Friday, August 31, 2012

My Husband Went to Alaska and All I Got Was Nine Days at Home with Four Kids

The jobbity-job has been getting the old man down lately, so I sent him away to burn some of his vacation days at his ancestral home in the wilds of southeastern Alaska. For the next nine days, this will be his view...

Literally, this is what you see out the window of his parents' living room. Well, unless it's rainy and foggy, which is likely. Fortunately, my mountain man delights in the drizzle of his native climate.
For the next nine days, my view will continue to be this...

Really I couldn't ask for a better day to start my stretch of single parenting. We've been hanging out in the yard in the lovely weather, playing on blankets and in the wading pool, and eating a nice picnic lunch. I loved hearing the oldest tell his friend, "I've got a few things to do around the house before I can chill." My fears that they just might break me here all by myself have been at least temporarily allayed.

Monday, August 27, 2012

Gooseberry Falls State Park

Last year, we waited too long to do our annual day trip to the north shore of Lake Superior. Morning sickness set in and it never happened. Since Josh is off to Alaska next weekend, this was our last chance before school starts to head up, so we seized the opportunity even though the drizzle was pretty steady for most of the drive.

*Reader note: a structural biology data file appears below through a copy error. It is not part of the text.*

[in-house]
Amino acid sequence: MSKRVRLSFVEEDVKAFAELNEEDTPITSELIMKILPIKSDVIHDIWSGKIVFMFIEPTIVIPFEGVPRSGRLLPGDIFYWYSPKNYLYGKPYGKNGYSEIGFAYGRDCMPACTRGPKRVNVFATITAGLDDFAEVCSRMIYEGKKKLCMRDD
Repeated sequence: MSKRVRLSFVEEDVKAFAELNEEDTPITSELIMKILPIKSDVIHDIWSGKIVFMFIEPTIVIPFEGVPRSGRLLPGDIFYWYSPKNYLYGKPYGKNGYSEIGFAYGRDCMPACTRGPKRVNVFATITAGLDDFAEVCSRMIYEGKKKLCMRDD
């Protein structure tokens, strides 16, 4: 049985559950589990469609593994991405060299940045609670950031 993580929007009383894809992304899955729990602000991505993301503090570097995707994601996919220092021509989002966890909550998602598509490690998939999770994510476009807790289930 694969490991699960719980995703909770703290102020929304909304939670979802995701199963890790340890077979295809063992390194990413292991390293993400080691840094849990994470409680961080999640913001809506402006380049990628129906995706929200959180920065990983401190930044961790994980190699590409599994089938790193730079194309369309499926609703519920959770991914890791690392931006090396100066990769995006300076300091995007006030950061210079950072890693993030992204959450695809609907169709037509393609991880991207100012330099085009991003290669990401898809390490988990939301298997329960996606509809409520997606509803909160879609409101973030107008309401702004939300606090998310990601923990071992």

Our goal was a cookout at Gooseberry Falls State Park. Turns out the rain earlier in the day meant the park was a lot less crowded than usual. We found the perfect spot with an amazing view of the lake. The weather complied and dried up just in time for us to start our fire. We alternated our time between wandering the beach and cooking hot dogs.
The nice thing about a day trip is that you can get the kids out of the situation when the post-toasted-marshmallow freak out happens. When they crash in the car and sleep all the way home, Josh and I get to enjoy uninterrupted conversation.
And I love it  when, the next day at home, we all still smell like campfire.
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Sunday, August 26, 2012

Four Months Old

It's funny to see weather headlines proclaiming things like "Isaac to Wreak Havoc on the U.S." I picture my little baby Godzilla pounding the coast with his flailing legs and fists, his tears pouring like rain over the indignity of a wet diaper. It appears the news is as obsessed with Isaac as we our with our own darling hurricane in the making.
He's developing some heft. Papa calls him the Michelin Man, and I rejoice over his rolls of fat because everything he eats at this point comes from my body. I'm clearly making whole milk this time, and he cries out "ma ma ma ma" when his tummy is empty. We love his smiles, coos, and nasally laugh. When we take him out, people are drawn to him, but usually the feeling is not mutual. He's still a mama's boy, but is starting to realize that his dad and brothers are not so bad. He will allow them to adore him...sometimes.

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Tuesday, August 21, 2012


Neighbor Girl: Do you want to have a baby, Charlie?

Charlie: We already got a baby.

Neighbor Girl (putting soccer ball under her shirt): No, I mean when you get older, do you want to have a baby with me?

Charlie: Okay.

Wednesday, August 8, 2012